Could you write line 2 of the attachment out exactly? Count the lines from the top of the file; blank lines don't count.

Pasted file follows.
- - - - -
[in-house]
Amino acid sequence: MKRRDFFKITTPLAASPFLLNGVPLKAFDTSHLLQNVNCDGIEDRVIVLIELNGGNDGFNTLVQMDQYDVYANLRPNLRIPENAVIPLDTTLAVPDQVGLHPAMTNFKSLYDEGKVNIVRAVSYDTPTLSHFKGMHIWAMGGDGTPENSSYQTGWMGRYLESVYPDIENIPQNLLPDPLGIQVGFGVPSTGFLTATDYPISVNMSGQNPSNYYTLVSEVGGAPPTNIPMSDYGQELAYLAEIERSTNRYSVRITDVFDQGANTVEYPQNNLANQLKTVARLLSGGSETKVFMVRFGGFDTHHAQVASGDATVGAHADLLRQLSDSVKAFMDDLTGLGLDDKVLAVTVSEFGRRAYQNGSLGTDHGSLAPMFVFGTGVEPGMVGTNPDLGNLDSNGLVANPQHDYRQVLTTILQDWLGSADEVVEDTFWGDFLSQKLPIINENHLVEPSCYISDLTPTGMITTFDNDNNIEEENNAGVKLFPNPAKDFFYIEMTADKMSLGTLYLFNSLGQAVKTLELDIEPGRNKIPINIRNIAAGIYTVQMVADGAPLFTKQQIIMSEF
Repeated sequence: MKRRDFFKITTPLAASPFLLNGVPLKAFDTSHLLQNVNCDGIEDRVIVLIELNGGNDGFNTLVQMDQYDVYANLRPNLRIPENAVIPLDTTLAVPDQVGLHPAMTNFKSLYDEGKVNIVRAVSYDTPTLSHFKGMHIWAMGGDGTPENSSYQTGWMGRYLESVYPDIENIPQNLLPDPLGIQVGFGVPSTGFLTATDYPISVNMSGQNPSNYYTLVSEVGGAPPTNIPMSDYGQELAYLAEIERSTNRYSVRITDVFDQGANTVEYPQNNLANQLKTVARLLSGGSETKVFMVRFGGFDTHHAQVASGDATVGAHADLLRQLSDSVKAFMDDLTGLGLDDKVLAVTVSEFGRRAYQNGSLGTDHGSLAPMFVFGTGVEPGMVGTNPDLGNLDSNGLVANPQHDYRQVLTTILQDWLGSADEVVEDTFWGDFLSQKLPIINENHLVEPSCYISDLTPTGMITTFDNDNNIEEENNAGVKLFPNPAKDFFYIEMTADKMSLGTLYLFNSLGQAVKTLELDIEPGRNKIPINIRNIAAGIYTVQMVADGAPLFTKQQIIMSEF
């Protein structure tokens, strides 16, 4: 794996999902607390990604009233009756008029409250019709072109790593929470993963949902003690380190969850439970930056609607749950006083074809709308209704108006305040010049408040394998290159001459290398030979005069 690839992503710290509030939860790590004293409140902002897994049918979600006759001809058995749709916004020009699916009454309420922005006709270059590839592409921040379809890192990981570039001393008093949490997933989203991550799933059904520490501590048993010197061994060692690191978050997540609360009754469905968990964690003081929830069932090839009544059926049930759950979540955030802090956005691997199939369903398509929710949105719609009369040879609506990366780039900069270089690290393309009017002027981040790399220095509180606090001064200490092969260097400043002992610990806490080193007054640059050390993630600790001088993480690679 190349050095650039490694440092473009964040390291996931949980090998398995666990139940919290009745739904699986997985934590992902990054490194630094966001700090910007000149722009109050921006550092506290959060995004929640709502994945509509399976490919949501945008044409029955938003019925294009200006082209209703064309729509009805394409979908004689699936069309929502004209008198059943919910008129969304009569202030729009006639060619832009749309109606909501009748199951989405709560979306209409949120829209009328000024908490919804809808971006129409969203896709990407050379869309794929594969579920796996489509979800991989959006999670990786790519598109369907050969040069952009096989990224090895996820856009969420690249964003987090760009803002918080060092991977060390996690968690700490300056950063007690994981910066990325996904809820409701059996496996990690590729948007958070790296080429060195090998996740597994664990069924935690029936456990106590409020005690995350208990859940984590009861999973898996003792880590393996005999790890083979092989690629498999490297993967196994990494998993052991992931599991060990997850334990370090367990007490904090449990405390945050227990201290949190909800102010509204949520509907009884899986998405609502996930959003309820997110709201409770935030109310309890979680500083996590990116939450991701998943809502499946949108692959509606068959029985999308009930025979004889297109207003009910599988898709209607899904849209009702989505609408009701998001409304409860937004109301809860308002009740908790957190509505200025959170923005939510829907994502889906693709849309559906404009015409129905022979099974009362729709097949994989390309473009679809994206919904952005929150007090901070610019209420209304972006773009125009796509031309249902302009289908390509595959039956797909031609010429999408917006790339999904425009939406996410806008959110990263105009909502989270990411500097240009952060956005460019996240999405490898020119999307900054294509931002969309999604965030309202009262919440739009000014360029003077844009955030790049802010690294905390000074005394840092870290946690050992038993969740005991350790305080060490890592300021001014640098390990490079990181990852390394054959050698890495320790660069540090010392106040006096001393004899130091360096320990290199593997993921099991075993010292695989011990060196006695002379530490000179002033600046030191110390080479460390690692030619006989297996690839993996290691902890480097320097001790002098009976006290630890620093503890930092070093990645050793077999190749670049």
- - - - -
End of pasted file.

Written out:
Amino acid sequence: MKRRDFFKITTPLAASPFLLNGVPLKAFDTSHLLQNVNCDGIEDRVIVLIELNGGNDGFNTLVQMDQYDVYANLRPNLRIPENAVIPLDTTLAVPDQVGLHPAMTNFKSLYDEGKVNIVRAVSYDTPTLSHFKGMHIWAMGGDGTPENSSYQTGWMGRYLESVYPDIENIPQNLLPDPLGIQVGFGVPSTGFLTATDYPISVNMSGQNPSNYYTLVSEVGGAPPTNIPMSDYGQELAYLAEIERSTNRYSVRITDVFDQGANTVEYPQNNLANQLKTVARLLSGGSETKVFMVRFGGFDTHHAQVASGDATVGAHADLLRQLSDSVKAFMDDLTGLGLDDKVLAVTVSEFGRRAYQNGSLGTDHGSLAPMFVFGTGVEPGMVGTNPDLGNLDSNGLVANPQHDYRQVLTTILQDWLGSADEVVEDTFWGDFLSQKLPIINENHLVEPSCYISDLTPTGMITTFDNDNNIEEENNAGVKLFPNPAKDFFYIEMTADKMSLGTLYLFNSLGQAVKTLELDIEPGRNKIPINIRNIAAGIYTVQMVADGAPLFTKQQIIMSEF